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Review: Canon imageProGraf W8400 Printer

(October 2005) posted on Fri Oct 21, 2005

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By Jeff Dorgay

Print times were very zippy, even at the
highest resolution. A 30 x 40-in. print, for
instance, only took about 10 minutes to
produce at the highest quality setting. The
W8400 will also print borderless, which is a
very nice feature, although doing so will
slow down print times by about 15%.
As I indicated earlier, the W8400 features
a 6-color inkset in the basic CMYK+
light cyan/light magenta mode (what
Canon refers to as "photo cyan" and
"photo magenta"). It also comes with an
extra black ink cartridge. Depending on
what media you spend more time printing,
you can switch out the standard black,
(which will do an acceptable job with any
media) with a matte black ink. The matte
black will print a richer black on matte
paper, fine-art paper, and surprisingly
enough, inexpensive bond paper. If you
choose the matte black option, however,
you cannot print on glossy media (the ink
will just streak and smear off the page).

Canon also reports that its ink has a
new formulation, offering bright colors,
including a new, high-intensity yellow. I
found this to be true, with bright vivid
prints produced under all conditions. I
was able to get very accurate color just
using the default settings with the RIP. The
PosterArtist software produced pleasing
color as did simply going straight out of
Photoshop, but I was able to get the most
accurate and consistent color with the RIP
in moving from one type of media to
another. This can really come in handy if
you have to print a comp on one type of
media, but the final must be printed on a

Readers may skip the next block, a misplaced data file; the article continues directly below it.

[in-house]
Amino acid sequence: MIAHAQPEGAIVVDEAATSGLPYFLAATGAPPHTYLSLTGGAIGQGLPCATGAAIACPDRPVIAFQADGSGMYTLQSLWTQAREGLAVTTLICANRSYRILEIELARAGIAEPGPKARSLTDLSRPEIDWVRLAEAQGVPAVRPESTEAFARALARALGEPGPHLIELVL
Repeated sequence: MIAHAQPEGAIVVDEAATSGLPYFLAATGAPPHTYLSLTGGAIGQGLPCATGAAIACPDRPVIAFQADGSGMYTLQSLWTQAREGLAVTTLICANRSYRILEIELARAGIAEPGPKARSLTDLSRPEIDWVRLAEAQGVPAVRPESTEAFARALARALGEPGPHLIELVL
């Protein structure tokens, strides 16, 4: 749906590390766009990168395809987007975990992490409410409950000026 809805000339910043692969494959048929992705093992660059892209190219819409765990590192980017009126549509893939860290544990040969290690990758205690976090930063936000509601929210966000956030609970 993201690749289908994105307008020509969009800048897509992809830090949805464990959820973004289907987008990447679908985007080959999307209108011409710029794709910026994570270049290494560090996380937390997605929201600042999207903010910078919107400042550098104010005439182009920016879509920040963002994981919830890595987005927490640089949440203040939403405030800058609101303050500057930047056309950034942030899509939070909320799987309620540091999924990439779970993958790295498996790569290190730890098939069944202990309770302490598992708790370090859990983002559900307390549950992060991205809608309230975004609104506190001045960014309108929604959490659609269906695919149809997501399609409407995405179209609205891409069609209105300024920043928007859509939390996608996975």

higher-quality media.

Because of the W8400's limited 6-
color inkset, I could not make black-andwhite
prints that were as neutral as, say,
the new offerings from Epson. Nor could I
hit some of the brightest colors produced
by the CMYKOG (orange, green)
inkset from the Roland Hi-Fi Jet. But for
most everyday print jobs, the W8400 did
quite well"?especially with flesh tones"?
and went about its business with no difficulty.
I should also point out that prints
produced through Photoshop, using the
standard print driver, are limited to 59 ft
in length, which should be enough for
most users; you can print beyond 100 ft
by using the PhotoPrint Select RIP.

Minor concerns

I only have a few concerns about this

  • Unlike some printers, the W8400
    loads paper from underneath its housing.
    While this makes for a bit more attractive
    machine and a somewhat smaller footprint,
    it does not necessarily provide for
    the straightest paper path. Although I didn't
    have any problems with this in my test, if
    you plan on using heavyweight (i.e.: thick)
    watercolor or other fine-art media, I would
    suggest a test at your Canon dealer before
    you plunk down the corporate MasterCard.
    According to Canon's specifications, the
    W8400 will print on media up to 0.8-mm
    thick, which will be just fine for most photo
  • While the ProGraf W8400 is a very
    stylish printer, it's not terribly quiet. The
    culprit here is not so much the printing
    engine itself, but the fans inside the
    machine that are almost always on. This
    could be a factor if noise is a concern.
  • The print longevity is rated at 70 years
    with Canon Heavy Weight Coated Paper. For
    most projects, this is probably fine, but if
    you're looking at a fine-art project, the
    trend is toward longer print life and 70
    years is somewhat at the back of the pack.
  • Finally, as I indicated earlier, I'm a bit
    nervous about the liberal use of plastic,
    but that seems to be the trend these days.

  • A Solid Value

    Judged on its own merits, Canon's new
    imageProGraf W8400 is a very good
    printer and a solid value. If it fits your
    shop space, budget, and workflow
    requirements, the W8400 may be your
    cup of tea. And, if you don't need a 44-in.
    printer, you may want to take a look at the
    smaller, 24-in. imageProGraf W6400.

    The Canon imageProGraf W8400 has a
    street price of $5995, including the
    stand, media catcher tray, RIP, and software.
    It will connect to a Mac, PC, or network
    via the built-in 10/100bt Ethernet
    card and a USB 2.0 port; a FireWire card is
    optional. Price on the 24-in. W6400 is


    Photographer and freelance writer Jeff
    Dorgay lives in Washington and operates
    WallWerks (, a digital
    fine-art studio.